06/20/2024
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By Erin Smith

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Many people enjoy boating and fishing on the Cape Fear River especially in the vicinity of the locks and dams. The locks and dams were built on the river at a time when commercial boat traffic plied the river transporting goods to towns upriver from Wilmington. 

“They (the lock and dam system) were all authorized by the River and Harbor Act in 1910, 1934, and 1935,” said Elden Gatwood with the Us Army Corps of Engineers. 

Gatwood said the lock and dam system served two main functions — commercial and recreational. Once the river traffic ceased in 1995, the system has fallen into a “caretaker status.”

The purpose of the meeting Wednesday night was to give Bladen County residents and government leaders a look at the disposition study and possible scenarios. According to Gatwood, the US Army Corp of Engineers has been studying the lock and dam system trying to determine the best way to move forward. 

Gatwood said there are three possible scenarios for the future of the lock and dam system. The first is called “no action.” He said that does not mean a continuation of the status quo but rather no new funding will be invested in the project. 

The second option is to reauthorize the system and removal from the river. The third option is to reauthorize the system and dispose of it to a government entity that is willing to take it over. 

The Corps of Engineers held break out sessions where the public was allowed to talk with members of the Corps of Engineers to learn more about the lock and dam system itself and ask questions. 

“All we are looking at is the removal or disposition of the system,” said Gatwood. 

Following his presentation, everyone in attendance visited the different stations—operations, environmental, policy and other topics. 

Carol Banaitis with the Corps of Engineers discussed the operations of the lock and dam system. She explained the system is not designed to hold back flood waters.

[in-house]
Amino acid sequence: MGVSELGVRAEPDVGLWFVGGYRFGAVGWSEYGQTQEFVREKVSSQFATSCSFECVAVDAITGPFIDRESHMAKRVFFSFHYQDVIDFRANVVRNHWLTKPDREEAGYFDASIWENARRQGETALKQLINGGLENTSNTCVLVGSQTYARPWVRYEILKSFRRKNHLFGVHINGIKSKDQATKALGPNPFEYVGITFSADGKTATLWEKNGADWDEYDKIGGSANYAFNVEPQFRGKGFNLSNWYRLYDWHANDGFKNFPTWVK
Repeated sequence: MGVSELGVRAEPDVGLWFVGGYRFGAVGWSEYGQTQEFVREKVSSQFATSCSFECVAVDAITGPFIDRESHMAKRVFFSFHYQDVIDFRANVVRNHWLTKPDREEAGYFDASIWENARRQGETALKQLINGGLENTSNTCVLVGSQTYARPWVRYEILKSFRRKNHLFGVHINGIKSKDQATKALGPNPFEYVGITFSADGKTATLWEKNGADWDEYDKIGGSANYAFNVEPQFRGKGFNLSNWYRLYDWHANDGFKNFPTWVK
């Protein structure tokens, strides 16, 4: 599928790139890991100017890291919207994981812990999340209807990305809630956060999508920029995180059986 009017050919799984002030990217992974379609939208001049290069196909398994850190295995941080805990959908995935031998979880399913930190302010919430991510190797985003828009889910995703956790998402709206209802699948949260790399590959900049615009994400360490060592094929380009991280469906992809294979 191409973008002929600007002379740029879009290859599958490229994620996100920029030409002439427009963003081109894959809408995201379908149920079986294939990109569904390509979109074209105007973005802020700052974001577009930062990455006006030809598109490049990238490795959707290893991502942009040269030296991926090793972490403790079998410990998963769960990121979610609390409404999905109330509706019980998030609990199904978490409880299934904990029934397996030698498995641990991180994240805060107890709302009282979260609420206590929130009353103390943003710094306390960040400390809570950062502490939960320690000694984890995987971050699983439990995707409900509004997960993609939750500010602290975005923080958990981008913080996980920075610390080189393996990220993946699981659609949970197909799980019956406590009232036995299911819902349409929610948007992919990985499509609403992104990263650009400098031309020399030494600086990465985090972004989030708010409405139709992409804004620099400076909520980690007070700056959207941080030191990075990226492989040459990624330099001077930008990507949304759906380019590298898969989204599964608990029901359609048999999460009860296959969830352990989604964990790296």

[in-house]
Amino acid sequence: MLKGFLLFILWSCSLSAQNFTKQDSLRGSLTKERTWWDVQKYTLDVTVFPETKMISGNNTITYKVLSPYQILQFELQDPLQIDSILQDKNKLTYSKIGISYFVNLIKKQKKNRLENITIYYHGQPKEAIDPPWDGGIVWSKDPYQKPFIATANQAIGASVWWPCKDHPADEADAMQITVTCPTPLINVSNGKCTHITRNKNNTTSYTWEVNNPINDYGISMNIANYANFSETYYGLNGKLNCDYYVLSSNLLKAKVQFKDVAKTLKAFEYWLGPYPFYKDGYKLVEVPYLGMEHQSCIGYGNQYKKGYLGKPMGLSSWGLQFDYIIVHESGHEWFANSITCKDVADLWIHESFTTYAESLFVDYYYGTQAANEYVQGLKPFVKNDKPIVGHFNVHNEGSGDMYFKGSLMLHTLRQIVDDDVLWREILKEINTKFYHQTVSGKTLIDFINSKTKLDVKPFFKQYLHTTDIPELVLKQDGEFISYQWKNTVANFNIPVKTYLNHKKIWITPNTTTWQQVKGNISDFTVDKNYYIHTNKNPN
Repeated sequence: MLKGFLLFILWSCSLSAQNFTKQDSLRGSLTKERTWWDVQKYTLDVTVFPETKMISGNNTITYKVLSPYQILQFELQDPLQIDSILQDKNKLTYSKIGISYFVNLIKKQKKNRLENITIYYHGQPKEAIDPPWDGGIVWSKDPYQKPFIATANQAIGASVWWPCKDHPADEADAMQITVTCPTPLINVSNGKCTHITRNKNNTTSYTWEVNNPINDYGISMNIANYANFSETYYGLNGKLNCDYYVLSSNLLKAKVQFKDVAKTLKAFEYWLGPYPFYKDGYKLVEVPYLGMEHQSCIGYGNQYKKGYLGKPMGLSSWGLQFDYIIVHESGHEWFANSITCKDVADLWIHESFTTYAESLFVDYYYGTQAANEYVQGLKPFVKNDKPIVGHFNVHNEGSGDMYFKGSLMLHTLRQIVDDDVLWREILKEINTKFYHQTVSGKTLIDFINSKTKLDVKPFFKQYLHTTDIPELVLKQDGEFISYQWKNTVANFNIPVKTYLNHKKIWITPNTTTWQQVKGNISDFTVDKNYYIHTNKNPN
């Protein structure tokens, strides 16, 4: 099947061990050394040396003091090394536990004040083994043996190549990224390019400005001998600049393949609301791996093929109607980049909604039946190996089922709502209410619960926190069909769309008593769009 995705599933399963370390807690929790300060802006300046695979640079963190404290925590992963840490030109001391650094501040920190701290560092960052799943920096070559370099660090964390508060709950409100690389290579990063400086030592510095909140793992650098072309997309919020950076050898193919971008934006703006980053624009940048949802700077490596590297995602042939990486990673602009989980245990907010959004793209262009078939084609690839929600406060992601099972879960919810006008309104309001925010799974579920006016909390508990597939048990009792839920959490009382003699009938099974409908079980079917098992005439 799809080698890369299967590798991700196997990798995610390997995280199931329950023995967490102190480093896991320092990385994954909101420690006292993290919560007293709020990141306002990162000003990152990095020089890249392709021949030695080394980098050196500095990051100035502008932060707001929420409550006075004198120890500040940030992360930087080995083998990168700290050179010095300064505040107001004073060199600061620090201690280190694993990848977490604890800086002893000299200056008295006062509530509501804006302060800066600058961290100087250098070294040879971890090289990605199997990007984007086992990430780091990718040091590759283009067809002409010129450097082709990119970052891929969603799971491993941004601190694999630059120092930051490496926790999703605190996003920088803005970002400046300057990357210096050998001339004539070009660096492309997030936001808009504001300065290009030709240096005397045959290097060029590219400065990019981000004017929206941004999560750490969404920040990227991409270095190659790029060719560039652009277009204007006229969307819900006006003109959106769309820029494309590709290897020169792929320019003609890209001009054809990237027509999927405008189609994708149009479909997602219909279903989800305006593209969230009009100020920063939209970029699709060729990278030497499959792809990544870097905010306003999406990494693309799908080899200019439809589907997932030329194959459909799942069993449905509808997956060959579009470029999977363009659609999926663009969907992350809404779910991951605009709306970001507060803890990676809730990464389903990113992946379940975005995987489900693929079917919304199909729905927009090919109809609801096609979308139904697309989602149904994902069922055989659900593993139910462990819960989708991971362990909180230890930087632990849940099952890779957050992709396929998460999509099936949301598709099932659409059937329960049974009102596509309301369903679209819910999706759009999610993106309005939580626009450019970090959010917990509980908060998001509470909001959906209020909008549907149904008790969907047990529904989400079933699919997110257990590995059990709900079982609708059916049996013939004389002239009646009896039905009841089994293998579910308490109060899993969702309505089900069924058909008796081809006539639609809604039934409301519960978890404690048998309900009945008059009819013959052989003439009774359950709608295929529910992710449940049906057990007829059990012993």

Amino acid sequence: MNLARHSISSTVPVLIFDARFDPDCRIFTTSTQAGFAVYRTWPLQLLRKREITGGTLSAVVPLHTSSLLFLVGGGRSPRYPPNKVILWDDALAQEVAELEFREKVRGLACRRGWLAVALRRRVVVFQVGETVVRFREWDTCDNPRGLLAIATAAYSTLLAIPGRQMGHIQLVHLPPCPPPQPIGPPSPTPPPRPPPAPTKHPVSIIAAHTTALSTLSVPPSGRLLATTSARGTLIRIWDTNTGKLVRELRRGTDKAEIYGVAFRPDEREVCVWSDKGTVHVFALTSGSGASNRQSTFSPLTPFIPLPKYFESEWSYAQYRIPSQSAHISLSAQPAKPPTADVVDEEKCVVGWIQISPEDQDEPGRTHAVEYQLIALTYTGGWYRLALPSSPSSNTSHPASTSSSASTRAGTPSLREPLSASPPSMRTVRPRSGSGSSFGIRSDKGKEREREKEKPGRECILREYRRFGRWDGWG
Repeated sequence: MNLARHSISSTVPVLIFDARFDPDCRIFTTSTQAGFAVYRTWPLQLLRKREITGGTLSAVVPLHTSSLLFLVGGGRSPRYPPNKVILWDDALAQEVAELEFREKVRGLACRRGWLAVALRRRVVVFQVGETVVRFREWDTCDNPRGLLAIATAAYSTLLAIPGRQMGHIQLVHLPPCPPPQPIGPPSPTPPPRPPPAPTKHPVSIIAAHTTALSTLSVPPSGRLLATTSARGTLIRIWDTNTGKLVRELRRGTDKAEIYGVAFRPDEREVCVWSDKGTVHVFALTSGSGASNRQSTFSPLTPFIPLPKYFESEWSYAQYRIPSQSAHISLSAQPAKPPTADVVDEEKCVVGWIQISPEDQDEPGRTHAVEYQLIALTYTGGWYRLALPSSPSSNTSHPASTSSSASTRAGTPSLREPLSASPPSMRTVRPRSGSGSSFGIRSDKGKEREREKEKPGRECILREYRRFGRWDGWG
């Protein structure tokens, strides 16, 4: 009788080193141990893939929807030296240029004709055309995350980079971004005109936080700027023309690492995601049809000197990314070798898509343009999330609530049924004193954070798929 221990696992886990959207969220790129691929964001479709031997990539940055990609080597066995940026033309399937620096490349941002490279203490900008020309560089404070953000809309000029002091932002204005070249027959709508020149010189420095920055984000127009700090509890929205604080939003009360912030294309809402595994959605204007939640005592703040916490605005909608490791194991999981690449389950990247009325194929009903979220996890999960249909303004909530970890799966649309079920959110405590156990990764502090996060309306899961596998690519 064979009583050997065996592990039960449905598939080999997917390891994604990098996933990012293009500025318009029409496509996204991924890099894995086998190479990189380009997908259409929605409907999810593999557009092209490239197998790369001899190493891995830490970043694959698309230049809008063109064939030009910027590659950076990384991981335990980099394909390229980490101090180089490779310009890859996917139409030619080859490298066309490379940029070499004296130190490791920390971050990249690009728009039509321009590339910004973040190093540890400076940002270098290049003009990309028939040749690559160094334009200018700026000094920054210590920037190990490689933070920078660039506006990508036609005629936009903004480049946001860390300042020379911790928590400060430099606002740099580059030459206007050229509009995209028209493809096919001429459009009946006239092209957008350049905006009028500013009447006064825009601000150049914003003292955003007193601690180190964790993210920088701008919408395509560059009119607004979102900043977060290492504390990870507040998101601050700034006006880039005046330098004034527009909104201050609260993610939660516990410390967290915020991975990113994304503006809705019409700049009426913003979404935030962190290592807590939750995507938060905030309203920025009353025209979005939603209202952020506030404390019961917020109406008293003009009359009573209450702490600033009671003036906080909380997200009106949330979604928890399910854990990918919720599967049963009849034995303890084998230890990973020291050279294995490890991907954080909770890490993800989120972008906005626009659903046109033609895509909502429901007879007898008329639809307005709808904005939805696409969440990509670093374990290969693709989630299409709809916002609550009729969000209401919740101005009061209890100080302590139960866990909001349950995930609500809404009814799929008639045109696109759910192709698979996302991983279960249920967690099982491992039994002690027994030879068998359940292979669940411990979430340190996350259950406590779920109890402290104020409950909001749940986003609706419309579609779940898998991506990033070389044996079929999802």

“It doesn’t help with a flood,” said Banaitis. 

She explained the Corps of Engineers office in Wilmington directs the operators at the B. Everett Jordan dam near Raleigh when to release water from B. Everett Jordan lake into the Cape Fear River to prevent flooding downstream. 

Jenny Owens with the Environmental section of the Corps of Engineers said the study will look at things like the fish populations, sedimentation and the impacts on humans. 

“We will make a recommendation to US Congress. We have to look at the costs and benefits (of each option),” said Owens.

Jerry Graham of East Arcadia attended the meeting. He said, “Well from what I can see, I can’t see no one locally taking it over.” 

Graham pondered whether the County would take it over. He stressed residents don’t want the system to go away.

“We are going to have to rally to the County Commissioners or to the State,” said Graham. 

Maurice Rivenbark of Clarkton said he got his questions answered during the session. He said he wanted to know if residents have control of when water is released from B. Everett Jordan Dam to which the answer is yes. 

Rivenbark said he wanted to know about funding and plan, as for fish ladders for the lock and dam system, and he said he was told it was in the works. 

Wayne Edge of Elizabethtown said, “I hope we keep it.”

Elizabethtown resident Walter McDuffie said, “I think economics is what has brought us to the place we are (with the system).”

The US Army Corps of Engineers is accepting public comments on the matter through December 19, 2018. Comments can be submitted via email at SAWCFLDDispositionStudy@usace.army.mil.

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